Rom 8:1-17  There is therefore now no condemnation for those who are in Christ Jesus.  (2)  For the law of the Spirit of life has set you free in Christ Jesus from the law of sin and death.  (3)  For God has done what the law, weakened by the flesh, could not do. By sending his own Son in the likeness of sinful flesh and for sin, he condemned sin in the flesh,  (4)  in order that the righteous requirement of the law might be fulfilled in us, who walk not according to the flesh but according to the Spirit.  (5)  For those who live according to the flesh set their minds on the things of the flesh, but those who live according to the Spirit set their minds on the things of the Spirit.  (6)  For to set the mind on the flesh is death, but to set the mind on the Spirit is life and peace.  (7)  For the mind that is set on the flesh is hostile to God, for it does not submit to God’s law; indeed, it cannot.  (8)  Those who are in the flesh cannot please God.  (9)  You, however, are not in the flesh but in the Spirit, if in fact the Spirit of God dwells in you. Anyone who does not have the Spirit of Christ does not belong to him.  (10)  But if Christ is in you, although the body is dead because of sin, the Spirit is life because of righteousness.  (11)  If the Spirit of him who raised Jesus from the dead dwells in you, he who raised Christ Jesus from the dead will also give life to your mortal bodies through his Spirit who dwells in you.  (12)  So then, brothers, we are debtors, not to the flesh, to live according to the flesh.  (13)  For if you live according to the flesh you will die, but if by the Spirit you put to death the deeds of the body, you will live.  (14)  For all who are led by the Spirit of God are sons of God.  (15)  For you did not receive the spirit of slavery to fall back into fear, but you have received the Spirit of adoption as sons, by whom we cry, “Abba! Father!”  (16)  The Spirit himself bears witness with our spirit that we are children of God,  (17)  and if children, then heirs—heirs of God and fellow heirs with Christ, provided we suffer with him in order that we may also be glorified with him.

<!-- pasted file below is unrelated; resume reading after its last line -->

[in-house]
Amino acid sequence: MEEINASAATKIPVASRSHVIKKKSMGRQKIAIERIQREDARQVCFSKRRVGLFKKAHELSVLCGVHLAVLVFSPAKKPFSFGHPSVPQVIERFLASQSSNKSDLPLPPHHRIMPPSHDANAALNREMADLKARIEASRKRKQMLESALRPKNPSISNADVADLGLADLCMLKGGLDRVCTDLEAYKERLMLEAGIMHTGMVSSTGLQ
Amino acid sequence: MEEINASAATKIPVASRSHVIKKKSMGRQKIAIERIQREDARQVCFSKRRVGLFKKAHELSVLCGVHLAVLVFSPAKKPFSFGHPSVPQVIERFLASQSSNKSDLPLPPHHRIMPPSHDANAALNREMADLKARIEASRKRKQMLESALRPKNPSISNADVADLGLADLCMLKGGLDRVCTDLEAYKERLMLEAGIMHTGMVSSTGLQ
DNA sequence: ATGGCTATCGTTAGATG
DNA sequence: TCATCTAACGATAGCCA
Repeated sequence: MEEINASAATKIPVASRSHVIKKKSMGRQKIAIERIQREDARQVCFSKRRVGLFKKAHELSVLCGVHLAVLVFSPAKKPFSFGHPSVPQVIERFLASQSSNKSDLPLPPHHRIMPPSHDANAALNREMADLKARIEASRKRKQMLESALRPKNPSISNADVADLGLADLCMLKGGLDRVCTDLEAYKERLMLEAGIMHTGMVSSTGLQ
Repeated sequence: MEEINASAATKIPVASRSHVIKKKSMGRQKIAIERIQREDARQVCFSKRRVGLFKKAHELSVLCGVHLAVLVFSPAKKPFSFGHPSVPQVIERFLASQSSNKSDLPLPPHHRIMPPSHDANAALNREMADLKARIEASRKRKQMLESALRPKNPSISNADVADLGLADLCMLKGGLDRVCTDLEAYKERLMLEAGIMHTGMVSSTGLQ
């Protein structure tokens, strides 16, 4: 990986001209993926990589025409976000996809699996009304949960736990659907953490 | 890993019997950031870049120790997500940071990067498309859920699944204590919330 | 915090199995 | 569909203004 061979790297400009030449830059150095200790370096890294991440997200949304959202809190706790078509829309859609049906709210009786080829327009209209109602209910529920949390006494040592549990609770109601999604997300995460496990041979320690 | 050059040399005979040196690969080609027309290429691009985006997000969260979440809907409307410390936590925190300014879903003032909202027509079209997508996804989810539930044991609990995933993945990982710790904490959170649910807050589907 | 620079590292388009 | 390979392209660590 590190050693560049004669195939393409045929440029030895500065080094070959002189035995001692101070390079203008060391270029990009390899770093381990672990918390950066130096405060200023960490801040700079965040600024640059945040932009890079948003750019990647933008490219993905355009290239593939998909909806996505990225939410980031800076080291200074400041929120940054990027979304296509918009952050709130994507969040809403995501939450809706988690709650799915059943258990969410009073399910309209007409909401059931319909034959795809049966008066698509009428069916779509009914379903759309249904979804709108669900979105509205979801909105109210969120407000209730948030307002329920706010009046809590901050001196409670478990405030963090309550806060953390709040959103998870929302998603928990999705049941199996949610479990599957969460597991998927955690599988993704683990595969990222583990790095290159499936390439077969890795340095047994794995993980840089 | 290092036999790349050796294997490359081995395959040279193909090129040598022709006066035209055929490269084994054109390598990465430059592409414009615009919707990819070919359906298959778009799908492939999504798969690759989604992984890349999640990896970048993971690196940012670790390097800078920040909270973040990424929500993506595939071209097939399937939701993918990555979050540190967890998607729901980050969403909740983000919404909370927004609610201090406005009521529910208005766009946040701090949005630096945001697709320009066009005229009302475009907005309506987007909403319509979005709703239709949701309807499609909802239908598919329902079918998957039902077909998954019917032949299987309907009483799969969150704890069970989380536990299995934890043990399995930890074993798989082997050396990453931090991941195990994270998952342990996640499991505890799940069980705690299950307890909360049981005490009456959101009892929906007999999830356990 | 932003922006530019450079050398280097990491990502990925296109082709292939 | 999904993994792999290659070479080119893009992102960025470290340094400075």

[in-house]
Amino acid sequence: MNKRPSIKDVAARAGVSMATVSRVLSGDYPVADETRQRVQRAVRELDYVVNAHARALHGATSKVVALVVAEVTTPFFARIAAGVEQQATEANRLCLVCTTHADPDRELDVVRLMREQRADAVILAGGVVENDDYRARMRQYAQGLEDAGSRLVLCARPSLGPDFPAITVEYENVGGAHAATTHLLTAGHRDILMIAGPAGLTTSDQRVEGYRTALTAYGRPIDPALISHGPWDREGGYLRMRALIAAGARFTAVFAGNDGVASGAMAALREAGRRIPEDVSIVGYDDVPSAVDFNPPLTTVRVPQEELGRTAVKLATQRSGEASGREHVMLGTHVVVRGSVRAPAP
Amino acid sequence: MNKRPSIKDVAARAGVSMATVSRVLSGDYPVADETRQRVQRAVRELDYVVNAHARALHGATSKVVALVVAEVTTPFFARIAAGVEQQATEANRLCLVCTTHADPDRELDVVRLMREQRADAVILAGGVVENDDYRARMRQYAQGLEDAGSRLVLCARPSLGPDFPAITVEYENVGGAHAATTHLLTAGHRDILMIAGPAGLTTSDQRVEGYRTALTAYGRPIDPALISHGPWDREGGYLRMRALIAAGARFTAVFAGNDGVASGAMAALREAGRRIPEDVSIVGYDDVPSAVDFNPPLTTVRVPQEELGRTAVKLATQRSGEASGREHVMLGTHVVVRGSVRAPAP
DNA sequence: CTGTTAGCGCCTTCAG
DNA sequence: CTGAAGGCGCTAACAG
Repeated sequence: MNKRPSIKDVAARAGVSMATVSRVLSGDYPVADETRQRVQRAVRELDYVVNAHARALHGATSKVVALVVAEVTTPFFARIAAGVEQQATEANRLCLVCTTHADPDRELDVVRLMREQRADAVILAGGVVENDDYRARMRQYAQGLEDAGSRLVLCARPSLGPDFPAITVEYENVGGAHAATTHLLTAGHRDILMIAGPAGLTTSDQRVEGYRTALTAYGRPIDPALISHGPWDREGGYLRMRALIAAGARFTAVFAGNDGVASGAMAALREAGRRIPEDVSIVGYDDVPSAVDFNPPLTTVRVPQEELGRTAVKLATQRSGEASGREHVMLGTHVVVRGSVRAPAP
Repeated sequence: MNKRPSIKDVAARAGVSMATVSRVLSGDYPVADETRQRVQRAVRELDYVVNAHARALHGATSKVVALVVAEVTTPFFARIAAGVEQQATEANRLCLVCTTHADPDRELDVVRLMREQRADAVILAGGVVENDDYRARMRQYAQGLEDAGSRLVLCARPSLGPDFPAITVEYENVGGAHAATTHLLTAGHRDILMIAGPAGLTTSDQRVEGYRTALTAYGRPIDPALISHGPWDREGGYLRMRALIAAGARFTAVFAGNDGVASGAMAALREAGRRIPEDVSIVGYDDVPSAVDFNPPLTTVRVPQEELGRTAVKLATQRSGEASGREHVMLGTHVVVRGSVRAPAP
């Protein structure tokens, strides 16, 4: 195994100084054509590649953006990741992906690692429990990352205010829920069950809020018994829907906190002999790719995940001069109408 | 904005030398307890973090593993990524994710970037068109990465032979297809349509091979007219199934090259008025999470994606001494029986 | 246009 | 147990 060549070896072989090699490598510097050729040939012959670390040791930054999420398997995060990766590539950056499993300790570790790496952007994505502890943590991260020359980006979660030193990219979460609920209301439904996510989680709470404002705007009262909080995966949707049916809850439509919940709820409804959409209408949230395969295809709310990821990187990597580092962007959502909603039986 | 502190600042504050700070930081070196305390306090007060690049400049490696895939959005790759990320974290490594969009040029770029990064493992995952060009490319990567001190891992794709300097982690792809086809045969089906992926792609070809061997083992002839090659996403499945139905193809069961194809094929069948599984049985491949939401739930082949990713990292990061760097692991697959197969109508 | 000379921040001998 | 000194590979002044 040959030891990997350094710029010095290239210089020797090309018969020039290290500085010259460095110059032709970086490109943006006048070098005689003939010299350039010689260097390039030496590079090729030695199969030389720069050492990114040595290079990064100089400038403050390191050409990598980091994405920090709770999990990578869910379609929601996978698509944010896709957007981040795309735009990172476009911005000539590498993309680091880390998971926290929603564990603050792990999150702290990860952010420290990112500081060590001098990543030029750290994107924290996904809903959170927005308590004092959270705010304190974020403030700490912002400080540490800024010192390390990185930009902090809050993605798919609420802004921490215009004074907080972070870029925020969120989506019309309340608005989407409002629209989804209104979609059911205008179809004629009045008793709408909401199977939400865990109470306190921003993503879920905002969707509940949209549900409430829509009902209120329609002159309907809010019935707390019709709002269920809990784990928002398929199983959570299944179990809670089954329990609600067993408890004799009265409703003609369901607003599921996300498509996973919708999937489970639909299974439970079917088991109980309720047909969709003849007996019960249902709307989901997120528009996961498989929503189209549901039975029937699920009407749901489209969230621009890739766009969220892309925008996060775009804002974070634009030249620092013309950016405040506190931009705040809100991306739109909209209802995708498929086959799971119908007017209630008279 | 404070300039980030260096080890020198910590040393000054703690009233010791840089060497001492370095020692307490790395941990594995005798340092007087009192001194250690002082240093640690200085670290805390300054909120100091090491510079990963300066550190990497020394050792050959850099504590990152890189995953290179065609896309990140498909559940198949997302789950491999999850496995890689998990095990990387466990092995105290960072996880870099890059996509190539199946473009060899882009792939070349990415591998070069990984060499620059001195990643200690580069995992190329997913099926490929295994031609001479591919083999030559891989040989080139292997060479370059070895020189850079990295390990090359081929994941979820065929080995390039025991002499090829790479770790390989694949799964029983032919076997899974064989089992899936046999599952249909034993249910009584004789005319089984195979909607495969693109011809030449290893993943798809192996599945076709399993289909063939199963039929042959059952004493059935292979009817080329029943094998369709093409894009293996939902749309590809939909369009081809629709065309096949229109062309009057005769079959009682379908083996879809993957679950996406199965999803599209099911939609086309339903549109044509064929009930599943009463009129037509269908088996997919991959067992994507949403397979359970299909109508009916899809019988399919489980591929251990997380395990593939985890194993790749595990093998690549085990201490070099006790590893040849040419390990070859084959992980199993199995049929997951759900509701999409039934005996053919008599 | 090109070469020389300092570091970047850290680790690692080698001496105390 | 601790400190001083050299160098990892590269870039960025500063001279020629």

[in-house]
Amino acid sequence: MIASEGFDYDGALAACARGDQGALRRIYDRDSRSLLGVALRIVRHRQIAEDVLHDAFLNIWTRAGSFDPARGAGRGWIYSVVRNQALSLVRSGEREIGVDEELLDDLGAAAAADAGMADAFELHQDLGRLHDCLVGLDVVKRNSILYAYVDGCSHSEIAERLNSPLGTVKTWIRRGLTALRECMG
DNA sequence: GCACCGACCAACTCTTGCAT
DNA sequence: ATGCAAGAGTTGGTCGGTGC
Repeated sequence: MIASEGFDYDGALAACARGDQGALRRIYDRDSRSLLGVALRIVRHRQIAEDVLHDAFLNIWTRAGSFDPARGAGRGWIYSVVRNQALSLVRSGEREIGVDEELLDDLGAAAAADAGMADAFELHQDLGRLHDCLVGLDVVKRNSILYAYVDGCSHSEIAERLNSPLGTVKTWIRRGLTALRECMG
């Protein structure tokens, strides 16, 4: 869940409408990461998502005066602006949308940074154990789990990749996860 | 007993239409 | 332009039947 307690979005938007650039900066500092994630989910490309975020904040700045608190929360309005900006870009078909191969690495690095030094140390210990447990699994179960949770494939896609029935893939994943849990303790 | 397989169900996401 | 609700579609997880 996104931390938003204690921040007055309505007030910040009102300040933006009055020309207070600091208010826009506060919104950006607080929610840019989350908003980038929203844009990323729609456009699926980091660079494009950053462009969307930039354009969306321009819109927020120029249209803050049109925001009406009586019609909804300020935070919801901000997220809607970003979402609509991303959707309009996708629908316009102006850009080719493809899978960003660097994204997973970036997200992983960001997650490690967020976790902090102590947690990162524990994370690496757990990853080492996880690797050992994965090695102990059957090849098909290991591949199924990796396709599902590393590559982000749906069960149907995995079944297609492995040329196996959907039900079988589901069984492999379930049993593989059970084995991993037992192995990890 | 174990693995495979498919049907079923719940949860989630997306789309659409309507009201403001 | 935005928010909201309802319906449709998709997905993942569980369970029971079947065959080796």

Notice that in the bold text, Paul attributes certain things to the Holy Spirit and all of them are about the life, ministry, teachings, death, resurrection, and present reign of Jesus Christ.

  1. The Spirit set us free from the law of sin and death in Christ (and from elsewhere in Romans we know that this is from Jesus’ act of obedience (his whole life).
  2. The Spirit dwells in believers. All four gospels say that this will be the result of his ministry. He will baptize with fire and the Holy Spirit (Mark 1:8), he promises power and the Spirit (John: 6:24, Luke 24:49, Matthew 28:16-20), the living water is equated with the Spirit (John 7:39), and conversion itself (John 3:1-16) is attributed to the work of the Spirit.
  3. The Spirit is the Spirit of the God who raised Christ from the dead.
  4. The Spirit given to us helps us to call God ,”Father” when we pray. This is a very important aspect of early Christianity and a central facet of Jesus’ teaching. Paul essentially says here that being led by the Spirit is the same thing as obeying Jesus when he says, “When you pray, pray like this, ‘Our Father…’

So, it appears that “the things of the Spirit” are not merely institutional trappings of this or that church (though those can be good things) and they are not merely emotional experiences and intuitions (though those can be good things). The things of the Spirit are the things revealed by the Spirit in the gospel message.

Minding the Spirit, it would appear, is the crux of walking by the Spirit. It is Paul’s way of saying that living you life based upon Jesus and his teachings is the proper way to live with God’s Spirit as we await God’s renewal of creation.